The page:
The new health care bill is going to require restaurants with more than 20 or more locations to include calorie counts on menus, menu boards and drive throughs. And more than 60 percent of restaurant goers support this, according to a recent poll from Mintel.
I understand the argument that there are mind-blowing amounts of hidden calories, fat and sodium in a lot of restaurant foods. But, a lot of us already know this--know how to order appropriately and really don’t need our dining experiences racked with guilt and self-condemnation. And, I really question if, and how, this is going to change unhealthy American eating habits. It seems tantamount to a diet—and we all know how well those work. Will the stats not just be ignored by those who could care less and fixated upon by those who know that a sandwich with more than 1 thousand calories is a heck of a lot of calories? Will it really teach anyone about ingredients, the source of what’s on the plate, or how to slow down and enjoy food and stop when full?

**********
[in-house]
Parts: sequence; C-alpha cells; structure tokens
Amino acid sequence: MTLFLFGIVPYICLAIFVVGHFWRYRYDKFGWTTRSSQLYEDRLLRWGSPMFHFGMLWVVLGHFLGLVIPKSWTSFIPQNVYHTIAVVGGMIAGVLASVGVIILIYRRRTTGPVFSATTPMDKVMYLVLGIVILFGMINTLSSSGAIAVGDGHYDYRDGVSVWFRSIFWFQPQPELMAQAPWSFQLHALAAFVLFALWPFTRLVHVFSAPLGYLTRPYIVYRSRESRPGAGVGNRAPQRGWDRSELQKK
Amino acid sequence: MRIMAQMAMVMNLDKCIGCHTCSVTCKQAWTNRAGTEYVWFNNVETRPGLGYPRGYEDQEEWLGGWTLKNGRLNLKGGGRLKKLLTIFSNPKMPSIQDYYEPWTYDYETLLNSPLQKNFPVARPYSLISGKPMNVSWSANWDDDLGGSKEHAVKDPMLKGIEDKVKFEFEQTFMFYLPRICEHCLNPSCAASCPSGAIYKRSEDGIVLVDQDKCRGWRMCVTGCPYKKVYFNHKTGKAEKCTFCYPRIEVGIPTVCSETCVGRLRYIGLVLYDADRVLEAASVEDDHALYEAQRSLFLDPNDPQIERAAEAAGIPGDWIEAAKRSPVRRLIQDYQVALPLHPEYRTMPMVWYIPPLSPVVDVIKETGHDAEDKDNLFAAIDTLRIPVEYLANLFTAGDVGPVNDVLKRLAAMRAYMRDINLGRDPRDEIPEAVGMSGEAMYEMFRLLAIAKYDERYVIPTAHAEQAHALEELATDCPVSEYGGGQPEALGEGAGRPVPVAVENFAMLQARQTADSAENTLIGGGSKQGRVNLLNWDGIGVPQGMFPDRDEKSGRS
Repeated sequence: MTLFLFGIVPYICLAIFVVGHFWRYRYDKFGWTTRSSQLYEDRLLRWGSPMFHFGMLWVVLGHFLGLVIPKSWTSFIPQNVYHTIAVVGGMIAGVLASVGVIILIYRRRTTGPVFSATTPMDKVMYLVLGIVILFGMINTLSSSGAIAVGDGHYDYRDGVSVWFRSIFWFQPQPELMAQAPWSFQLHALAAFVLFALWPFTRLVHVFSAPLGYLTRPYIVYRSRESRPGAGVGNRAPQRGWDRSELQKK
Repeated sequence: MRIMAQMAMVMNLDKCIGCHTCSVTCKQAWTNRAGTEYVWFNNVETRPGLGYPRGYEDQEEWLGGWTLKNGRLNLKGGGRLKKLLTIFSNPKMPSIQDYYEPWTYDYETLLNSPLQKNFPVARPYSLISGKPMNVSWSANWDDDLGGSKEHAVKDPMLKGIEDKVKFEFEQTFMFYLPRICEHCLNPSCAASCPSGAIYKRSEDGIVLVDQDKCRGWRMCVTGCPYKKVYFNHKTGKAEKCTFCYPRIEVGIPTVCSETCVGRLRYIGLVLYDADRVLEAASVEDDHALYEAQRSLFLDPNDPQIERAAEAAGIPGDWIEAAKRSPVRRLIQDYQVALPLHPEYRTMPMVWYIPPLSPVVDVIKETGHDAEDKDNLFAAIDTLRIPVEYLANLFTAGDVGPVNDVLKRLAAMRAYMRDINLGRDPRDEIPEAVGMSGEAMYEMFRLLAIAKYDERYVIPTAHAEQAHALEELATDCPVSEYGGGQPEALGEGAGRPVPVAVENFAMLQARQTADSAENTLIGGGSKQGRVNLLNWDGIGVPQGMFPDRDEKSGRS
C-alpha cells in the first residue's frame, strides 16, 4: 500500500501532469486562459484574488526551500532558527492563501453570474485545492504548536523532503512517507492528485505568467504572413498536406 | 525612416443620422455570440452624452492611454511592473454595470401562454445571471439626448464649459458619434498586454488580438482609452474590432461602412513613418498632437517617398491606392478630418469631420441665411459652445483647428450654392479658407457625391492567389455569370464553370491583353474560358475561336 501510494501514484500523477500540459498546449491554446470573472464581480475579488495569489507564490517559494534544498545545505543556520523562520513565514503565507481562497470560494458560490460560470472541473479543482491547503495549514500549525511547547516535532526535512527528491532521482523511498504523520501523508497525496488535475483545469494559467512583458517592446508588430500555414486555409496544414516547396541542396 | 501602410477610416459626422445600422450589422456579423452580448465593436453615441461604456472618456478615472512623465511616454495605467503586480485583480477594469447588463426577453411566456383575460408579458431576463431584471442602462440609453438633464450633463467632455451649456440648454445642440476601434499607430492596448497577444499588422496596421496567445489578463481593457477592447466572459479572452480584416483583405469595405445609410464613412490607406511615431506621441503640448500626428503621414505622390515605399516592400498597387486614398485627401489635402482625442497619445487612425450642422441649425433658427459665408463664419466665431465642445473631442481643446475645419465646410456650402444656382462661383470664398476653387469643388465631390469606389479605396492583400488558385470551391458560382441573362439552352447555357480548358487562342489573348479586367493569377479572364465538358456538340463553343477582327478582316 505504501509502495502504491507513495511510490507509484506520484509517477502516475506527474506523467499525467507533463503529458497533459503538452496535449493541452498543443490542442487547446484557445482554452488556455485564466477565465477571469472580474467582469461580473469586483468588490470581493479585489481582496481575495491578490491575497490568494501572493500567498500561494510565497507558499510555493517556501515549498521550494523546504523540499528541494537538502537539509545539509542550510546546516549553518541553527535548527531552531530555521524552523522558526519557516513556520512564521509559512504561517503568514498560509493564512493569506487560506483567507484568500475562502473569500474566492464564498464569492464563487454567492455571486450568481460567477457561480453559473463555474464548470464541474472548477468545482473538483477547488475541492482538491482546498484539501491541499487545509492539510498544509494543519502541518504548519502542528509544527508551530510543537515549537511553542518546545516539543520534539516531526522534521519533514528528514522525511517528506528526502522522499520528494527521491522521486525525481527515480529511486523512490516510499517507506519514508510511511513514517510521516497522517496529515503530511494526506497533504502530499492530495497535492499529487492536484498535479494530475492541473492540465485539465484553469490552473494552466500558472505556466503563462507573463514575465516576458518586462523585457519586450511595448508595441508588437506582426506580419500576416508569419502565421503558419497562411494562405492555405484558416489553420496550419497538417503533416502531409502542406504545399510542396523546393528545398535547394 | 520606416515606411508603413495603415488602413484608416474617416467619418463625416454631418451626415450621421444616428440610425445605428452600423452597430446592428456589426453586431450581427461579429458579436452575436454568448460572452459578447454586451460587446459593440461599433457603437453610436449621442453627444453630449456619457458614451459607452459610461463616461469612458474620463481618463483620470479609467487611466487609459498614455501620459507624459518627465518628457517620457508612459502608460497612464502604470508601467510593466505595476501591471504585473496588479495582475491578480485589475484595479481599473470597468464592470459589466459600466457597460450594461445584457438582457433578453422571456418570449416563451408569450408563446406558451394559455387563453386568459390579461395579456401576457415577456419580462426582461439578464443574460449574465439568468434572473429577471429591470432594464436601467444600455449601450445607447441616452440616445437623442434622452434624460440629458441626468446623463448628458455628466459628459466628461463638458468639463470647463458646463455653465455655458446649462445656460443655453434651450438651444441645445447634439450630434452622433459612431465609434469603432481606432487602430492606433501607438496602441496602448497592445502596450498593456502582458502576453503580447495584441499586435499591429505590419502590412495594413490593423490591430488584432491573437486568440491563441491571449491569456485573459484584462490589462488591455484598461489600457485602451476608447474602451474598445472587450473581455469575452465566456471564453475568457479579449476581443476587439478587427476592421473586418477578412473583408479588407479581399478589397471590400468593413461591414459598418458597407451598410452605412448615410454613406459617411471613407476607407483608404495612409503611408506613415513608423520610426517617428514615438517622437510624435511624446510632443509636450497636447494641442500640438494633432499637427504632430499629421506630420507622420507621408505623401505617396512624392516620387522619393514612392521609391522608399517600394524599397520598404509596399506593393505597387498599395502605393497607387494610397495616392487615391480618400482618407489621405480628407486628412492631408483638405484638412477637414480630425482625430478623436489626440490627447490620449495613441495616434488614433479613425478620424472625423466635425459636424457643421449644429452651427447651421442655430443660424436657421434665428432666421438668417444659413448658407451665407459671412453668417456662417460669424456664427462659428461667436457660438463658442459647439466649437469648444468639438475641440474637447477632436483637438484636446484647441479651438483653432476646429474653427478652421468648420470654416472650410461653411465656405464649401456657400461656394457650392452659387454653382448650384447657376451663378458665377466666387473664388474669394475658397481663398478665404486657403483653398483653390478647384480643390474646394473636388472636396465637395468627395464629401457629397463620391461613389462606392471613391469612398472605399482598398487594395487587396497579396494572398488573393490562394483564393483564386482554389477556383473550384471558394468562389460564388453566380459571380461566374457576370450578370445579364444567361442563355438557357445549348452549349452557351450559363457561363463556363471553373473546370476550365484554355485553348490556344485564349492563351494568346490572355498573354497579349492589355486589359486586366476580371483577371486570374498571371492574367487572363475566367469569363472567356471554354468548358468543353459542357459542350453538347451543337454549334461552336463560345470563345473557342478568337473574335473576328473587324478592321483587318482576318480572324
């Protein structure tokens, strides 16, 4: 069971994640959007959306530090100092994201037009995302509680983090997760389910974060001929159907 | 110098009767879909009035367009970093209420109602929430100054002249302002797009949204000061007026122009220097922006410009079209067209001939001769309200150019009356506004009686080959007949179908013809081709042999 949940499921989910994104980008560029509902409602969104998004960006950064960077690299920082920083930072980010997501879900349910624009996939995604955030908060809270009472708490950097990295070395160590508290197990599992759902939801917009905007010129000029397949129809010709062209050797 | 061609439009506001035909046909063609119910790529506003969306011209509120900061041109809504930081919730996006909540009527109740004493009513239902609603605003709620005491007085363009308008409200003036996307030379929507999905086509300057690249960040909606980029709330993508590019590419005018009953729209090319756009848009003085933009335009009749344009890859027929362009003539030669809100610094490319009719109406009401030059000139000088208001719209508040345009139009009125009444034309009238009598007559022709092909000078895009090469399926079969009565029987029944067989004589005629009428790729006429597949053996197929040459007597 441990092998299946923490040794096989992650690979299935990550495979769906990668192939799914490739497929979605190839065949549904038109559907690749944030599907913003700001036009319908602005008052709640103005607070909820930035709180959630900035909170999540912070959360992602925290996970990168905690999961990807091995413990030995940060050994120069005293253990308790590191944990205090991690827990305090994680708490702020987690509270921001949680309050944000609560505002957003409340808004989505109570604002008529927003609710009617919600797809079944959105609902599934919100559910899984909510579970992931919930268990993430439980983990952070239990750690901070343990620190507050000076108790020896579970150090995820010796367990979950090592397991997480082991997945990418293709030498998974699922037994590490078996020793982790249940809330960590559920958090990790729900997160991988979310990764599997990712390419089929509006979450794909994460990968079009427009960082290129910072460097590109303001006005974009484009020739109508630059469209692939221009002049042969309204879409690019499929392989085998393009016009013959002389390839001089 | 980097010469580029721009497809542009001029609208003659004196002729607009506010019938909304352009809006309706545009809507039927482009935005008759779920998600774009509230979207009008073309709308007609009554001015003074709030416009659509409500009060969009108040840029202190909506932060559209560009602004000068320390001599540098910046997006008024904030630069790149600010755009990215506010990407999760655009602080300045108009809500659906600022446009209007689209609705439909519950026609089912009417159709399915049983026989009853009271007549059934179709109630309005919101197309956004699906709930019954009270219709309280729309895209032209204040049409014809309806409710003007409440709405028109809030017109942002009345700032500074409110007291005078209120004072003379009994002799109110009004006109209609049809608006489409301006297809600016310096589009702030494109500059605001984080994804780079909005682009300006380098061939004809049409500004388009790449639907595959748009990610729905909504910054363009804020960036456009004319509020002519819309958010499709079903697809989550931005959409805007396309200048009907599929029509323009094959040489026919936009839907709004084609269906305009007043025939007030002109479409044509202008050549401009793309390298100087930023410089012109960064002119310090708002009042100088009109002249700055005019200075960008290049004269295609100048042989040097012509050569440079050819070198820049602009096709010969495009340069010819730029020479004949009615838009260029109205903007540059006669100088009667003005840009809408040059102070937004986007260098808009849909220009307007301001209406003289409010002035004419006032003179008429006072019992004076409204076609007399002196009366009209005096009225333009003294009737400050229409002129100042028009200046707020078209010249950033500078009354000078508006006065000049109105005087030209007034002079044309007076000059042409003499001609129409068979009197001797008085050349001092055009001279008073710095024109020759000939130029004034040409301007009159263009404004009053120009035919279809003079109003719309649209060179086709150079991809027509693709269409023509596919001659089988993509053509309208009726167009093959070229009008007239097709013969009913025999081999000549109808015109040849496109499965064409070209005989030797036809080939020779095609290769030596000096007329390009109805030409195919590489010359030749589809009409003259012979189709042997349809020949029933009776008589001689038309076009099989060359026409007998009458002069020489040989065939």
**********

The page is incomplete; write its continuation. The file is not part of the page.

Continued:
Ultimately, I wonder if these in-your-face stats will just exacerbate our culture’s already unnatural relationship with food.